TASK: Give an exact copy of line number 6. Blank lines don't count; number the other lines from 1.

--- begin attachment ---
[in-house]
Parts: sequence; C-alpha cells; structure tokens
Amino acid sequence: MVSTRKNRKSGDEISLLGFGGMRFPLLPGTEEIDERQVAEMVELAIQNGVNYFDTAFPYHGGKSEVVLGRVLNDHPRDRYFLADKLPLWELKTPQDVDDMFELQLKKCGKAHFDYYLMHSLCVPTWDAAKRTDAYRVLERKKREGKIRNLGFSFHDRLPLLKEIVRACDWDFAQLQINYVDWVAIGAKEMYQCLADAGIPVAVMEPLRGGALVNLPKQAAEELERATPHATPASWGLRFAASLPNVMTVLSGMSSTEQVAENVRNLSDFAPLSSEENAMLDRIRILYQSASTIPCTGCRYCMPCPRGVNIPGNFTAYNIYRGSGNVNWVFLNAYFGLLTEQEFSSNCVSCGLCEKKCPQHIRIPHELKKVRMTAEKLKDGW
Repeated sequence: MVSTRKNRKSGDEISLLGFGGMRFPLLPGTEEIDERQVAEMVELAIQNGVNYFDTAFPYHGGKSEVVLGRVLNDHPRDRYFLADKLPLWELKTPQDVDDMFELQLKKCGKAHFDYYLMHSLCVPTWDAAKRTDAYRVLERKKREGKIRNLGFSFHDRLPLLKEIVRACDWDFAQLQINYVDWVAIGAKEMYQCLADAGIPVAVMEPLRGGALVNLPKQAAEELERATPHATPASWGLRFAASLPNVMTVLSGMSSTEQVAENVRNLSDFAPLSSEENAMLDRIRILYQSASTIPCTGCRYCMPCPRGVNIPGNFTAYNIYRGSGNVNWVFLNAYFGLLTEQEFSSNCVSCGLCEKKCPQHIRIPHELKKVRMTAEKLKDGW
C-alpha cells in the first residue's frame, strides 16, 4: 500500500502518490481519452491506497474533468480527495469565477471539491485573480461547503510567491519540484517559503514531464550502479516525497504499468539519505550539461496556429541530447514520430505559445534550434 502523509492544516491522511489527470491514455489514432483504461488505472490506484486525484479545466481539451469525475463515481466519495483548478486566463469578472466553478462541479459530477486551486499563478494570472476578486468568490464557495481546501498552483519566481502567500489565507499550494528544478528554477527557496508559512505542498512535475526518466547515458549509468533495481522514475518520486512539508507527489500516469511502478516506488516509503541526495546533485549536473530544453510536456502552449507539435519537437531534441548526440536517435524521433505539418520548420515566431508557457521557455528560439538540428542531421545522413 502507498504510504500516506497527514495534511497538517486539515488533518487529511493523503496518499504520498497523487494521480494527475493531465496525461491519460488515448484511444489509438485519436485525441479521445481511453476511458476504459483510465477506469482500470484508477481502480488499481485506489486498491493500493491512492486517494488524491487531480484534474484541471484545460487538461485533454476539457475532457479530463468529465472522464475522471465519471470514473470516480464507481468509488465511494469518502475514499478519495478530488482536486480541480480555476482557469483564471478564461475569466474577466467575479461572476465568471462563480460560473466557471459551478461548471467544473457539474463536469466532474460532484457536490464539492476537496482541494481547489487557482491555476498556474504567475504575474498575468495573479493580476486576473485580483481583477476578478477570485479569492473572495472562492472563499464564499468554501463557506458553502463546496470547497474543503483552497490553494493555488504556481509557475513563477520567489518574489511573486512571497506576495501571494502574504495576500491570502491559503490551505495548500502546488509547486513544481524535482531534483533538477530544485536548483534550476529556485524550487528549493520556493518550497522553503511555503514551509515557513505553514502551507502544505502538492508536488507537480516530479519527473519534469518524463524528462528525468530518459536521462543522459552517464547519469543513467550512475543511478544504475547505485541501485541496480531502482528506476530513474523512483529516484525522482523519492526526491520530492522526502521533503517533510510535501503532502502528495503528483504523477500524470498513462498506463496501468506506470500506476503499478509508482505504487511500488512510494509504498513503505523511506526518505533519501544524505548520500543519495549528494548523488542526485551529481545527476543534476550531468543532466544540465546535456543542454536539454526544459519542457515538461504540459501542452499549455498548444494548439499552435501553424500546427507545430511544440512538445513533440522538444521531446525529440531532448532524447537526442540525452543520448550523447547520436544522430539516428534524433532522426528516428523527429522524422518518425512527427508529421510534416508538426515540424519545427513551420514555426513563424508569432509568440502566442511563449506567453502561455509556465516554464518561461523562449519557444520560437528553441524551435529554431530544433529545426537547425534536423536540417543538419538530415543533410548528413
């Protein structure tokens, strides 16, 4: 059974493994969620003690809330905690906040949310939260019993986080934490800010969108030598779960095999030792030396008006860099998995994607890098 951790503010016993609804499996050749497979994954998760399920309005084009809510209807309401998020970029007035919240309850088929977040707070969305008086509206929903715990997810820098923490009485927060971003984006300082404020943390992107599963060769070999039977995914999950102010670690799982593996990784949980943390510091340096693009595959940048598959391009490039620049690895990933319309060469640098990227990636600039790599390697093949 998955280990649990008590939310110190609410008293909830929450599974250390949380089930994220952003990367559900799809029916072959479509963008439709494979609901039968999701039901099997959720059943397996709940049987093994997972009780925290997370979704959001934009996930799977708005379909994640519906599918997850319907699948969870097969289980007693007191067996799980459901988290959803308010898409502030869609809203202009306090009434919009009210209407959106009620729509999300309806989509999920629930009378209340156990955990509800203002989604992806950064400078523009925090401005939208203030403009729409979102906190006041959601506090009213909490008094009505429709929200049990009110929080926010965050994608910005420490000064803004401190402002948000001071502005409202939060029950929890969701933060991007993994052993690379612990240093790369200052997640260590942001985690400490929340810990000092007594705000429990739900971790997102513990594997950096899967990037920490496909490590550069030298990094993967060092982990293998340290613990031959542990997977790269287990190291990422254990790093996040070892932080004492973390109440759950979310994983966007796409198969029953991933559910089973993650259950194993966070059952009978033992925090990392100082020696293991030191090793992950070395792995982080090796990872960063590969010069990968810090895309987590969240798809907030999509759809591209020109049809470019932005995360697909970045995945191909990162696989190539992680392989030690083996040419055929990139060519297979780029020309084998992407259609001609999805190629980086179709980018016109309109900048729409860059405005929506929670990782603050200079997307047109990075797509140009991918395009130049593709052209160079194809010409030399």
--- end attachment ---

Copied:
């Protein structure tokens, strides 16, 4: 059974493994969620003690809330905690906040949310939260019993986080934490800010969108030598779960095999030792030396008006860099998995994607890098 951790503010016993609804499996050749497979994954998760399920309005084009809510209807309401998020970029007035919240309850088929977040707070969305008086509206929903715990997810820098923490009485927060971003984006300082404020943390992107599963060769070999039977995914999950102010670690799982593996990784949980943390510091340096693009595959940048598959391009490039620049690895990933319309060469640098990227990636600039790599390697093949 998955280990649990008590939310110190609410008293909830929450599974250390949380089930994220952003990367559900799809029916072959479509963008439709494979609901039968999701039901099997959720059943397996709940049987093994997972009780925290997370979704959001934009996930799977708005379909994640519906599918997850319907699948969870097969289980007693007191067996799980459901988290959803308010898409502030869609809203202009306090009434919009009210209407959106009620729509999300309806989509999920629930009378209340156990955990509800203002989604992806950064400078523009925090401005939208203030403009729409979102906190006041959601506090009213909490008094009505429709929200049990009110929080926010965050994608910005420490000064803004401190402002948000001071502005409202939060029950929890969701933060991007993994052993690379612990240093790369200052997640260590942001985690400490929340810990000092007594705000429990739900971790997102513990594997950096899967990037920490496909490590550069030298990094993967060092982990293998340290613990031959542990997977790269287990190291990422254990790093996040070892932080004492973390109440759950979310994983966007796409198969029953991933559910089973993650259950194993966070059952009978033992925090990392100082020696293991030191090793992950070395792995982080090796990872960063590969010069990968810090895309987590969240798809907030999509759809591209020109049809470019932005995360697909970045995945191909990162696989190539992680392989030690083996040419055929990139060519297979780029020309084998992407259609001609999805190629980086179709980018016109309109900048729409860059405005929506929670990782603050200079997307047109990075797509140009991918395009130049593709052209160079194809010409030399």